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Life Support Issues/COPD & ARDS & level of care criteria


Hello and thanks for taking my question.
  My mom is 77 years old & fell breaking a hip 2 months ago. This exacerbated her  stage 4 COPD, CHF and Cancer that had been managed but was inoperable & had metastasized. Since the hip replacement she's had three respitatory failure events - one from pulmonary edema, one from pneumonia and one undetermined. We are currently on INpatient hospice & she has continued to have more exacerbations but the morphine has helped. The provider wants to move us to home hospice. The problem is that they can not offer 24/7 nursing care and mom refuses or panics sometimes when morphine is offered. She is agitated & delusional at times also. I have seen other family pass with COPD but it did not look like this where she goes from stable to crashing in four minutes. The home hospice can not get a nurse to my home in four minutes. They can not offer 24/7 care when she is stable. I think my mom also has ARDS Acute Respiratory Distress Syndrome - she fits the criteria. Her doc says she doesn't.

Is it possible she could have both? Would that meet criteria for inpatient hospice? I cry & panic at the thought of managing her at home by myself. Thank you.


I am sorry about your mothers decline. I will answer several questions here.

Respiratory Failure is the inability to breathe on ones own without support. ARDS is a specific type of respiratory failure and needs to meet 4 very specific criteria. In the end it does not matter much what type of respiratory failure she has. She clearly has respiratory failure with panic episodes , agitation and mental status changes which I agree is a very frightening experience for her family.

Patients qualify for inpatient hospice care when they have "uncontrolled symptoms that cannot be managed in another setting."  The hospice is trying to meet this criteria, so when she stabilizes, they have to try and discharge her home-or to a lower level of care like a nursing home. She sounds very unstable and when she refuses Morphine, it makes her symptoms worse. Patients in her panicked state do not always make the best decisions. They want to "feel better" but become paranoid and think the medicine is making it worse. The Morphine, given on a schedule is the solution! If she got it every 3 or 4 hours routinely it may abort the panic episodes. I do not believe that she will live very long in this state.

So now, what are your options at this juncture?

1) You can take her home and give the Morphine regularly.  Hospice provides 24 hours on call service so the nurse is only a phone call away. I suspect she will not be at home for long as her symptoms will again worsen. Then she again meets inpatient criteria and can go back to inpatient care. You can hire private help to be with you at home. It is worth the money and you will not need them for a long time.   

2) You can ask the hospice if your mother can privately pay to stay on the hospice unit.  She will not need to meet any criteria if Medicare is not being billed. When she has an exacerbation of her respiratory distress, and she again meets criteria, they can change the payment source to Medicare. This seems a good option as it involves moving her around less.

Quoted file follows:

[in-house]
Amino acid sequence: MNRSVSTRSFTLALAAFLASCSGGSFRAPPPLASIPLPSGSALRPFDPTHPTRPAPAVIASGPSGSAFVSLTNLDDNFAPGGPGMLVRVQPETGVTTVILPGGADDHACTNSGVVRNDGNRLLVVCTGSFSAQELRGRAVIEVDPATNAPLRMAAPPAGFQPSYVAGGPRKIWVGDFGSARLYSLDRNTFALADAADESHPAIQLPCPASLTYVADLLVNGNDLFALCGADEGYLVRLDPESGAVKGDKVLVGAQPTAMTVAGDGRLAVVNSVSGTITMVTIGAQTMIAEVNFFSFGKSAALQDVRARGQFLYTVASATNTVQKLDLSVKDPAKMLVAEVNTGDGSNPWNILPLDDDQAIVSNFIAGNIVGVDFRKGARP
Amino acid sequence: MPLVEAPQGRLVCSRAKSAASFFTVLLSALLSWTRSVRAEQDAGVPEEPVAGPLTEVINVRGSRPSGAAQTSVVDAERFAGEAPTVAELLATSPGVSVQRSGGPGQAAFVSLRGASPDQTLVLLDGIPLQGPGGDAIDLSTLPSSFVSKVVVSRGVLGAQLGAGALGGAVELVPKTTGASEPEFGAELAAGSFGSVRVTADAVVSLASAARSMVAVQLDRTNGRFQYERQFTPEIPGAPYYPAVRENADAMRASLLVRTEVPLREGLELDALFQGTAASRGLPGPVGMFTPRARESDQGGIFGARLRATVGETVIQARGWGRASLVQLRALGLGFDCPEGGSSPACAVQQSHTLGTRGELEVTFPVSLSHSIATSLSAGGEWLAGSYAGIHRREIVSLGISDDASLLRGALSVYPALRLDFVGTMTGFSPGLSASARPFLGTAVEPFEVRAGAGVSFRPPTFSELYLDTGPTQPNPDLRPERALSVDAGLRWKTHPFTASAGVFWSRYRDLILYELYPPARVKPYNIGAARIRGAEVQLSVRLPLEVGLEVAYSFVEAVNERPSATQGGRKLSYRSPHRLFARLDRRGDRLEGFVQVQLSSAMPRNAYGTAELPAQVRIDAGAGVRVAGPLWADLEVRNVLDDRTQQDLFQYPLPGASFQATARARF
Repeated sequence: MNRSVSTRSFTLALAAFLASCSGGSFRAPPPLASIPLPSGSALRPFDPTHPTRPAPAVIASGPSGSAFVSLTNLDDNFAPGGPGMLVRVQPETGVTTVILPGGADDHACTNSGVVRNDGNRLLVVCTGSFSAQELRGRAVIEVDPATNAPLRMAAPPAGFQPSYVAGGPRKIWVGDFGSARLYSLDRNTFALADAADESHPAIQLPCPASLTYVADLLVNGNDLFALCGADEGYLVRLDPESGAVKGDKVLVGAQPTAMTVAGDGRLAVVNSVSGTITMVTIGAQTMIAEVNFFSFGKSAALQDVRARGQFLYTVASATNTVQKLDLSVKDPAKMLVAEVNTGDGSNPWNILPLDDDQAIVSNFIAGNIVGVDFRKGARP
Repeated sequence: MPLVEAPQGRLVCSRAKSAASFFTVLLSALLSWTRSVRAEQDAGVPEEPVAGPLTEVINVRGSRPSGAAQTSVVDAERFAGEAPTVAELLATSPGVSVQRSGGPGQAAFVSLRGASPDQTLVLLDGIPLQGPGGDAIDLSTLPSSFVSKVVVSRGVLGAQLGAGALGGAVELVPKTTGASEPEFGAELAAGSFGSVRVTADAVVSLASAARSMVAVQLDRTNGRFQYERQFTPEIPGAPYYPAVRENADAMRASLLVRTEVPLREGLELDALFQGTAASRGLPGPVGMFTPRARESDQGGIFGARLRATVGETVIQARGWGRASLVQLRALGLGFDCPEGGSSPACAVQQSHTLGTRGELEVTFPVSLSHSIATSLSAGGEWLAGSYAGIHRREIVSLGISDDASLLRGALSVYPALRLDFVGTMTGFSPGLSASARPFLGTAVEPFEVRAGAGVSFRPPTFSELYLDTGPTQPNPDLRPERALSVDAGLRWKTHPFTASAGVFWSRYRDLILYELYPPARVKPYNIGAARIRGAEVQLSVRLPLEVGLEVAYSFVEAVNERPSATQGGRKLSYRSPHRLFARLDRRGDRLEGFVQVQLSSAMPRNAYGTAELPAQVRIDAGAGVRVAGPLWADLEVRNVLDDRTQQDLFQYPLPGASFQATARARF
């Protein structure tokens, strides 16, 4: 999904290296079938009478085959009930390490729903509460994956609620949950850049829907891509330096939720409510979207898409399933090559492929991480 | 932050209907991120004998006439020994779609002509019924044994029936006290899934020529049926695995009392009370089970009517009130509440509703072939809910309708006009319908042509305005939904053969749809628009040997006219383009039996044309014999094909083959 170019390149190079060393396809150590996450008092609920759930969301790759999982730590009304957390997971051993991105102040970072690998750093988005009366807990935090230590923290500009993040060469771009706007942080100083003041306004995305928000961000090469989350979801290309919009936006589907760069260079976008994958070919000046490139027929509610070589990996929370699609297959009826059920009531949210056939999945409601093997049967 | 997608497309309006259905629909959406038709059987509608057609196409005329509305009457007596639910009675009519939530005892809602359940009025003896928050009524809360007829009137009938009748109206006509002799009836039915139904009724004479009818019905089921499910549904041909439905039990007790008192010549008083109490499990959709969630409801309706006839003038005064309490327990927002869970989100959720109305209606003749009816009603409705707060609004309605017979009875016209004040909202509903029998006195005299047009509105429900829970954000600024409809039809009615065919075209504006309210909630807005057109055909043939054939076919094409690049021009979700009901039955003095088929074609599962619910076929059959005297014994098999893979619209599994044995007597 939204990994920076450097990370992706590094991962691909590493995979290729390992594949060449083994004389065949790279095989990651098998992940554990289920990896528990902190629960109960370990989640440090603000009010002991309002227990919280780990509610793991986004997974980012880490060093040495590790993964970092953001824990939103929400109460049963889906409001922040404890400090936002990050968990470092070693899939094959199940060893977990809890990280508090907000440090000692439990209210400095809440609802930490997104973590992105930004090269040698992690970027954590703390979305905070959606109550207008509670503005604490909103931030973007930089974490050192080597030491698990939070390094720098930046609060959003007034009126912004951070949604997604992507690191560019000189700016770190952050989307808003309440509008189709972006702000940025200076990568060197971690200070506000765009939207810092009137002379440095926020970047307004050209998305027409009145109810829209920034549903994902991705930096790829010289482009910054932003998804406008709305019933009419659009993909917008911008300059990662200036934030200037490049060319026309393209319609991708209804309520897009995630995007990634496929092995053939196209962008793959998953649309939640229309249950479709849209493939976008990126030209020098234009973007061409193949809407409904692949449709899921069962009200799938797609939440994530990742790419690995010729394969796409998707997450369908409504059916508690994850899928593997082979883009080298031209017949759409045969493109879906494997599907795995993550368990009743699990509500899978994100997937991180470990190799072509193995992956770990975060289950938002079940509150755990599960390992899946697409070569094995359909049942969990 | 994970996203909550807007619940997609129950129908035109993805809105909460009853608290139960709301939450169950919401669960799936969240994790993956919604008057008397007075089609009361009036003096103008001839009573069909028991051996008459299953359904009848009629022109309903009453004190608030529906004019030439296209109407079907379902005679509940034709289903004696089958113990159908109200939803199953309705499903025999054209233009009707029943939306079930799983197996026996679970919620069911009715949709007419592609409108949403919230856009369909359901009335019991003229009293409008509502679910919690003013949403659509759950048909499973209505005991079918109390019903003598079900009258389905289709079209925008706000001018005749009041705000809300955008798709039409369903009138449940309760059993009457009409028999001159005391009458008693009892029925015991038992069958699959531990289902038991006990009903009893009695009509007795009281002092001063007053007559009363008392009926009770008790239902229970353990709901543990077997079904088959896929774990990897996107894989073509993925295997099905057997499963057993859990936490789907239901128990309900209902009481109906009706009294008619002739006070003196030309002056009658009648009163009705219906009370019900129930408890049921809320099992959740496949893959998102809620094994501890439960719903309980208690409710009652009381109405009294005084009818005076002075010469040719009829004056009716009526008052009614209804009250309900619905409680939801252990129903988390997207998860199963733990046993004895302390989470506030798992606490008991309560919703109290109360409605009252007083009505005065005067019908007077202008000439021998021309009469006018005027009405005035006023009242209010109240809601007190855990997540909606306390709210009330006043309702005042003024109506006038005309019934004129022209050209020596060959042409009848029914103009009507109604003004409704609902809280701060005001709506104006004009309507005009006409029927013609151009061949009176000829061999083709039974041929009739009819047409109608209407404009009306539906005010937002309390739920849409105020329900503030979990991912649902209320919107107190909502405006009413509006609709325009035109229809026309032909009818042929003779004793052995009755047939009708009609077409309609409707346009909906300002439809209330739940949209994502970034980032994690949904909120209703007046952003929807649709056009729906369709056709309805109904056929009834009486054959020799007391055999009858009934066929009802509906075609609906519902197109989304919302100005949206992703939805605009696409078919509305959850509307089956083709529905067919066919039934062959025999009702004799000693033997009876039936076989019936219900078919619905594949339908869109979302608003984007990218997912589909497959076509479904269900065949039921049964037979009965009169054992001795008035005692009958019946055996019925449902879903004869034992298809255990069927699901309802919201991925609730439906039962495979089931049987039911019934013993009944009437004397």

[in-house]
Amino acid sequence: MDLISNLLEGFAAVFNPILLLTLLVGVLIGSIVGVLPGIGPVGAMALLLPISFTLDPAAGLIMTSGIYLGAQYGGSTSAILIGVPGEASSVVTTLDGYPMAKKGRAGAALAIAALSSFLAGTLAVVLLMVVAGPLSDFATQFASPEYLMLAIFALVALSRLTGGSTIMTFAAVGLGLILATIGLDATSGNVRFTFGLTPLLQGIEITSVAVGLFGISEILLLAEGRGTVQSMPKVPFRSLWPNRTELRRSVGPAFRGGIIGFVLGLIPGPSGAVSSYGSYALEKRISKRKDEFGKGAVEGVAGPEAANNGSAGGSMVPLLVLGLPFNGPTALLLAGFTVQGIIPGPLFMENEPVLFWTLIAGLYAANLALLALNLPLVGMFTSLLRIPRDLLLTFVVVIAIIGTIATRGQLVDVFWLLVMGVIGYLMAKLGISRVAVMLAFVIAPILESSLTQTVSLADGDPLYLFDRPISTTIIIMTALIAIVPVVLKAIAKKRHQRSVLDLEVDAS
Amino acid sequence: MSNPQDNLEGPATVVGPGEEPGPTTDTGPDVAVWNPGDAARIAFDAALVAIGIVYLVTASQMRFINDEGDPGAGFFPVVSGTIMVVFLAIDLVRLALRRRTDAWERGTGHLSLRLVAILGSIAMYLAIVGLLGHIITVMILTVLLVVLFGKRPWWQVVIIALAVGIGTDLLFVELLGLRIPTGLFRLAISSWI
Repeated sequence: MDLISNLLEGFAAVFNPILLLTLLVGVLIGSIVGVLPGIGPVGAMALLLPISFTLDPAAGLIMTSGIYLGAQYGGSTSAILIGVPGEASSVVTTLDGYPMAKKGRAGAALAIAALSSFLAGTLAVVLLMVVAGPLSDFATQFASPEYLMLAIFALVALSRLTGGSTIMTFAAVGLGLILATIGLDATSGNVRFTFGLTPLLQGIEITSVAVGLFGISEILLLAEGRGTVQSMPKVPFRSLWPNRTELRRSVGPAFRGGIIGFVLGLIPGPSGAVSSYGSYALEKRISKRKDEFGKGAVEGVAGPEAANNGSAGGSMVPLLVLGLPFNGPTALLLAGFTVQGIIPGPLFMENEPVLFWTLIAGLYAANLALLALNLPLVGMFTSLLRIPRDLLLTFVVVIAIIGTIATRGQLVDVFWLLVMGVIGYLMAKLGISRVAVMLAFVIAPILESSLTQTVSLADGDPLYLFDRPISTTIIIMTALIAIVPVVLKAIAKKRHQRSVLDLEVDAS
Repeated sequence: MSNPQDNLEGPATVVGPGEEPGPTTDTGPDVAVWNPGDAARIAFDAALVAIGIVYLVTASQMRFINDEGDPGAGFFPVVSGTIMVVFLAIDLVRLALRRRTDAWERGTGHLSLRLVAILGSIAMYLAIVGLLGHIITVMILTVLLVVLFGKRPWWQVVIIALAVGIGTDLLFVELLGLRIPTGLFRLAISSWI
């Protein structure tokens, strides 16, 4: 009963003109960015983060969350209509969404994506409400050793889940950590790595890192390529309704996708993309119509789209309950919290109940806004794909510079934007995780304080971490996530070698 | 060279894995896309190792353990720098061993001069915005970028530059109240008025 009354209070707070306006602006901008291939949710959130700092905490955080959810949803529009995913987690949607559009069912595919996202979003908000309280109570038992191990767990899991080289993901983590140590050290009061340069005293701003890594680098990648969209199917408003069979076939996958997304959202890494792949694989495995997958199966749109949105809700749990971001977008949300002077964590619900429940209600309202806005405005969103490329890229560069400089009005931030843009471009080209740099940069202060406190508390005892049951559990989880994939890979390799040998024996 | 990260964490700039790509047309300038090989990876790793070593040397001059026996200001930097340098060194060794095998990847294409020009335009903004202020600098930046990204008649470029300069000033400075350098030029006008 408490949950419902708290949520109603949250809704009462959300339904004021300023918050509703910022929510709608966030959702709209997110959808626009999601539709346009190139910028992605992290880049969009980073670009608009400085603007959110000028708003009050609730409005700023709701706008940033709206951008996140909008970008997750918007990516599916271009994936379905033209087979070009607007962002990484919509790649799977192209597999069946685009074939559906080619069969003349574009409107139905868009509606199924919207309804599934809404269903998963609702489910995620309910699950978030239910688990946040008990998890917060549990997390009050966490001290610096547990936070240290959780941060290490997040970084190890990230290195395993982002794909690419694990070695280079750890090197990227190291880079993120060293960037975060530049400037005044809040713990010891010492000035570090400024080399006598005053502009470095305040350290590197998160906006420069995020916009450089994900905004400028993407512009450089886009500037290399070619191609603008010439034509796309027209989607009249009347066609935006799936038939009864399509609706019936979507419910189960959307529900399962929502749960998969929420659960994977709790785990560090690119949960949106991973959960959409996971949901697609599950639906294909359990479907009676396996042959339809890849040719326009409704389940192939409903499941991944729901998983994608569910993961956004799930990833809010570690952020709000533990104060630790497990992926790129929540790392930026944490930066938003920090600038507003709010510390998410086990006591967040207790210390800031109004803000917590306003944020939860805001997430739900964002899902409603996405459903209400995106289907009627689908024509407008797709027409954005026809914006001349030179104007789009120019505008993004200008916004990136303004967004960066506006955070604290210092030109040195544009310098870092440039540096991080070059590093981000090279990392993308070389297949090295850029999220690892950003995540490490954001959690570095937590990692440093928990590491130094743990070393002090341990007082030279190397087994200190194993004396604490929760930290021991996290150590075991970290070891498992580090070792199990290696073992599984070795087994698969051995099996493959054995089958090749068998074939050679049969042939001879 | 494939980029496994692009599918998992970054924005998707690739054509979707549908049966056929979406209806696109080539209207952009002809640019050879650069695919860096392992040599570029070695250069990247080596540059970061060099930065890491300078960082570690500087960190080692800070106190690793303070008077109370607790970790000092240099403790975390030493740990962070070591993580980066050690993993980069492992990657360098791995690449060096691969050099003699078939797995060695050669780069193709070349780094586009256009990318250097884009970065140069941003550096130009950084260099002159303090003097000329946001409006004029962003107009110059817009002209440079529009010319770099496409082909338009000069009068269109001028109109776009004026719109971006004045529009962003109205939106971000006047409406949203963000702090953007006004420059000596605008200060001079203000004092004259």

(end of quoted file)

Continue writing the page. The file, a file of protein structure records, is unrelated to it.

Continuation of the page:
3) You can ask for a transfer to a nursing  home for her. This again will cost some money but I don't think she will be with us very long.  

I agree that watching someone who is in respiratory distress is very ,very difficult. Where nurses in a facility are able to get her to take medications, sometimes they will not do this for family. That puts you in a very difficult position. I completely understand why you would not want to be the sole caregiver.

Ask to speak with the hospice social worker on the inpatient unit to explore options.

I hope that your mothers final days are peaceful for both of you.  

Life Support Issues

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Betsy Murphy


My expertise is in end of life care for adults. Identifying when someone is approaching the end of their life. Benefits and burdens of end of life treatments. Managing pain and other symptoms. Providing care for dying patients at home. Advocating for someone who is dying in a hospital or nursing home.


More than 28 years of experience in hospice care. Currently consulting with hospices to promote access for patients to receive hospice care earlier in the course of their illness. Betsy provides training for hospice marketing staff to effectively work with nursing facilities to help identify eligible patients. She writes Additional Development Request (ADR) letters to Medicare to help hospices get paid for their services and to avoid future claim denials.

Hospice and Palliative Nurses Association

Articles: Clinical Reviews, Advance for Nurses, Nursing Spectrum, Washington Business Woman,; Understanding Medical-Surgical Nursing (FA Davis and Company), Guide to Caregiving in the Final Months of Life (TM Brown publishers).

Bachelors of Science in Nursing, additionally trained as a Family Nurse Practitioner and certified as a hospice and palliative care nurse.

Awards and Honors
Outstanding Woman in Loudoun County (VA) by Loudoun County Commission on Women 1997 and 2002.

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